Skip Navigation LinksHome > April 2013 - Volume 32 - Issue 4 > A retrospective analysis of nosocomial viral gastrointestina...
Pediatric Infectious Disease Journal:
doi: 10.1097/INF.0b013e318291a62b
Erratum

A retrospective analysis of nosocomial viral gastrointestinal and respiratory tract infections: ERRATUM

Free Access

In the article on page 1233 of volume 31, issue 12 of The Pediatric Infectious Disease Journal, the authorship and text are missing content. Two additional authors belong in the author listing for this article, the authors should be listed as Jan A. Sidler, BMed,* Cedric Haberthür, BA,* Alexis Dumoulin, PhD,† Hans H. Hirsch, MD, MS,†‡ and Ulrich Heininger, MD*. The affiliations for the authors are as follows: *Division of Pediatric Infectious Diseases, University Children’s Hospital, Basel, Switzerland; †Division Infection Diagnostics ('Institute for Medical Microbiology'), Department Biomedicine – Haus Petersplatz, University of Basel, Basel, Switzerland; and ‡Division Infectious Diseases & Hospital Epidemiology, University Hospital Basel, Basel, Switzerland. The Laboratory Assays section within the METHODS, should also contain the text and references 37 and 38 listed below.

Back to Top | Article Outline

Laboratory Assays

Upper respiratory tract specimens were obtained from all patients with new onset of RTI during hospitalization by a standardized approach using sterile flocked swabs for pediatric nasal sampling (Copan FLOQSwabs Ultra Mini Tip 516CS01, Brescia, Italy). These were placed in 2 ml of virus transport medium (Hanks balanced salt [Life technologies, Zug, Switzerland] containing 1% bovine serum albumin and Phenol Red). The specimens were refrigerated at 4°C until total nucleic acids were extracted from 200 μL of specimen using the QIAxtractor automated extraction system and the VX viral nucleic acids extraction kit (Qiagen, Hombrechtikon, Switzerland) according to the manufacturer’s instructions. The elution volume was 200 uL, and 10 uL were used for the multiparameter RespiFinder PCR assay (Pathofinder, Maastricht, The Netherlands).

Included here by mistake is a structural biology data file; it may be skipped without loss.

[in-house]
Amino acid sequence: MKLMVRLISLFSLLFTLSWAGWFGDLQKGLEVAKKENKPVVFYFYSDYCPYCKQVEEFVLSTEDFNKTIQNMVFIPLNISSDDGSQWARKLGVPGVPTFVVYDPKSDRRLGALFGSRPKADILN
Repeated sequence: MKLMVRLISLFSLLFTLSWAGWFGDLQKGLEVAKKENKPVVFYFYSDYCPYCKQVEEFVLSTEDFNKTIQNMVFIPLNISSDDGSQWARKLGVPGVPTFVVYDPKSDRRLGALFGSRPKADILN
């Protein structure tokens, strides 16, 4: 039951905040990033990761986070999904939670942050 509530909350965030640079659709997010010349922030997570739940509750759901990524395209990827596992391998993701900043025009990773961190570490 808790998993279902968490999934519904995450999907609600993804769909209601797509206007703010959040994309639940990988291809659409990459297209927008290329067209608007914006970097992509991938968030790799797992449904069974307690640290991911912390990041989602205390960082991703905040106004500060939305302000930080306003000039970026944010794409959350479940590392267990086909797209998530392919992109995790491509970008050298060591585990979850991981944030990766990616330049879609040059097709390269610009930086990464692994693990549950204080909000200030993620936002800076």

This assays is based on the multiplex ligation-dependent probe amplification technology which detects and differentiates 14 RNA viruses, 1 DNA virus as well as 4 bacteria in a single assay: Adenovirus, Bordetella pertussis, Chlamydophila pneumoniae, coronavirus 229E, coronavirus NL63, coronavirus OC43, human metapneumovirus, influenza virus A, influenza virus A/H5N1, influenza virus B, Legionella pneumophila, Mycoplasma pneumoniae, parainfluenza viruses 1, 2, 3, and 4, RSV-A, RSV-B and rhinovirus.37,38

Stool specimens were collected from all children with new onset of gastroenteritis during hospitalization and tested for rotavirus and adenovirus antigens using a combined rapid latex agglutination assay (Diarlex Rota-Adeno, Orion Diagnostica, Espoo, Finland).

37. Dumoulin A, Widmer AF, and Hirsch HH. Comprehensive diagnostics for respiratory virus infections after transplantation or after potential exposure to swine flu A/H1N1: what else is out there? Transpl Infect Dis. 2009;11:287–289. Cited Here...

38. Reijan M, Dingemans G, Klaassen CH, et al. RespiFinder: a new multiparameter test to differentially identify fifteen respiratory viruses. J Clin Microbiol. 2008;46:1232–1240. Cited Here...

Back to Top | Article Outline

REFERENCES

1. Sidler JA, Haberthur C, Heininger U. A retrospective analysis of nosocomial viral gastrointestinal and respiratory tract infections. Pediatr Infect Dis J. 2012;31:1233–1238

© 2013 Lippincott Williams & Wilkins, Inc.

Login